Unit testing adds a new capability to application
development testing. The ability to execute code that ensures the design,
logic, and functionality of an application is the key to developing successful,
bug-free software. However, there are times where unit testing is not enough. This
is especially true when the properties/methods you really need to test are
declared private, protected, or internal/friend.
How do you compensate for that? Inheritance can work; for
instance, your unit test can inherit from the class that defines protected
methods, and validate these internal methods in that manner. That is useful,
but not always efficient. In addition, what about internal/friend and private
Another option is reflection. Reflection has the
capabilities to peek underneath an object, inspect its metadata, and through
that get/set properties or invoke methods that you normally could not access.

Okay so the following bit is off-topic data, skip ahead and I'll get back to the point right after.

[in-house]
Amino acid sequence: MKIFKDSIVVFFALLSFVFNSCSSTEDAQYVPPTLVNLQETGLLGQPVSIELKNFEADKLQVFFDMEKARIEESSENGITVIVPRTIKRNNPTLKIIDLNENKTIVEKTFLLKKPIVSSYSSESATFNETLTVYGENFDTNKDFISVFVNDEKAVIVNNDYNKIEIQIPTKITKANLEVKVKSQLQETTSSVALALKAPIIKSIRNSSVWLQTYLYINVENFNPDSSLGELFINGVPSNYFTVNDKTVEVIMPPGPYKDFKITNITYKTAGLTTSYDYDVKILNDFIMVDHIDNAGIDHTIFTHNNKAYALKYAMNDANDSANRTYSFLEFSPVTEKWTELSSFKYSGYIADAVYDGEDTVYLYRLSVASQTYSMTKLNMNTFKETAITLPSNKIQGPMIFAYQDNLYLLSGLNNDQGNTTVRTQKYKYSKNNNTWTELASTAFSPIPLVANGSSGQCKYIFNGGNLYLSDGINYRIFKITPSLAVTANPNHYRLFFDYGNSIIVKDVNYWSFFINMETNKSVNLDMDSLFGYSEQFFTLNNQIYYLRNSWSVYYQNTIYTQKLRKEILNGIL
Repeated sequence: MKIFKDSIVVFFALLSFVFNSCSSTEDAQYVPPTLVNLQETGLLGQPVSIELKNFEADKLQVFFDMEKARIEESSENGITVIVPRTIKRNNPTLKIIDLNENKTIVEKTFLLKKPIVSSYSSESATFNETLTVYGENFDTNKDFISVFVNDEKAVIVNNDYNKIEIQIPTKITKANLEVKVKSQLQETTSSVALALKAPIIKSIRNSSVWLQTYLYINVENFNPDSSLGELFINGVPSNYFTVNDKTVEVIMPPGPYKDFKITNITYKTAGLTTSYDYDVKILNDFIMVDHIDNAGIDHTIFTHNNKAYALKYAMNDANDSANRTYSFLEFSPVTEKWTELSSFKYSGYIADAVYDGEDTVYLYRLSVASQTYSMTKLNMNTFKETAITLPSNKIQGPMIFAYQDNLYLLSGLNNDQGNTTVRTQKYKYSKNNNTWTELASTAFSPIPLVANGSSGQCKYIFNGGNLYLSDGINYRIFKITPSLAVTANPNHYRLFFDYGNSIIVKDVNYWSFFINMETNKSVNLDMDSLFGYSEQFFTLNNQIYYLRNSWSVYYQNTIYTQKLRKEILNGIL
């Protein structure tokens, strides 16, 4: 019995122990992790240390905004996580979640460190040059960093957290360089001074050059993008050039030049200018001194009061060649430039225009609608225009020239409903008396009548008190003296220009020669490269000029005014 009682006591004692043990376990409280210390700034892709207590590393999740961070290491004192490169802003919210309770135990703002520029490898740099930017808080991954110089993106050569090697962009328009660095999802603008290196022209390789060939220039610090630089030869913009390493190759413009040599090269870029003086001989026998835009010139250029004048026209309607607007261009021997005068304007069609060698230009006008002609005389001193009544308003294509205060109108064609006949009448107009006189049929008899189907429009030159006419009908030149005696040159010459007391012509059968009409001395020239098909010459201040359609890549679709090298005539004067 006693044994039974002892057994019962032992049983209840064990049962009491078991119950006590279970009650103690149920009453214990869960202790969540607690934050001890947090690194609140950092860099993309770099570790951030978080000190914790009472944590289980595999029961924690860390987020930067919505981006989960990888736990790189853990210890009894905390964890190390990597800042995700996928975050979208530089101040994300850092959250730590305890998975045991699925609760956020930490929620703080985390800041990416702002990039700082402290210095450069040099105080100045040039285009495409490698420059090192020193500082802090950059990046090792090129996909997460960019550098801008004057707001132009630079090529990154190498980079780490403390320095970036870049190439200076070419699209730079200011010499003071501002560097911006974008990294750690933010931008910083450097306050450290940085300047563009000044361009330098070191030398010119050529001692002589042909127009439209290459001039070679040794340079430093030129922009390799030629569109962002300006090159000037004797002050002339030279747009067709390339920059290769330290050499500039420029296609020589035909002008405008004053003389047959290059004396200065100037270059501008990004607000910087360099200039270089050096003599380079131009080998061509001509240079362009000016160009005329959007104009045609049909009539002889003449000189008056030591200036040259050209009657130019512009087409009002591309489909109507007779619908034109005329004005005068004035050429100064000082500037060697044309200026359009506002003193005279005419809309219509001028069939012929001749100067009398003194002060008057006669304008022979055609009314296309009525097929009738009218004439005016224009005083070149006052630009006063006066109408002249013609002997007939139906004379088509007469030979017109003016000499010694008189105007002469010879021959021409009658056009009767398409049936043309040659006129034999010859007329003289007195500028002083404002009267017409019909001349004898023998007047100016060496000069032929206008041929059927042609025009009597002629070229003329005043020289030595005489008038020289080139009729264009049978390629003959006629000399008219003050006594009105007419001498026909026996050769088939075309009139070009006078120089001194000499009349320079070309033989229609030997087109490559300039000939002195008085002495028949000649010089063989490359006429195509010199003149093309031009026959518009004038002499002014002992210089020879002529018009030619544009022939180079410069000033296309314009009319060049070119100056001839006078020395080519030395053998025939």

This is one of the means we will look at.
Secondly, there is the concept of mocking/stubbing classes
in an application. Mocking is the art of inspecting an object's behavior to
ensure that it makes all of the correct assignments or operations. It even can
be used to test how the code handles if a different value is returned or if an
exception is thrown. Martin Fowler
calls this process "behavior verification," which is exactly what is
done with mocks.
From this, there are several ways to do this. The first that
I will show you is to create your own way to test the logic. I created a set
of components to do this in my Nucleo
Framework to test the logic. By inserting the logic you would like to
implement directly into a test, you can use these objects to mock the return
value. It is not illustrating the full value of mocking, as we shall see in
the following example using the TypeMock library, a freely-available library
that intercepts calls to your method and allows you to verify/control the
processing that goes on in a method. We shall see more examples below.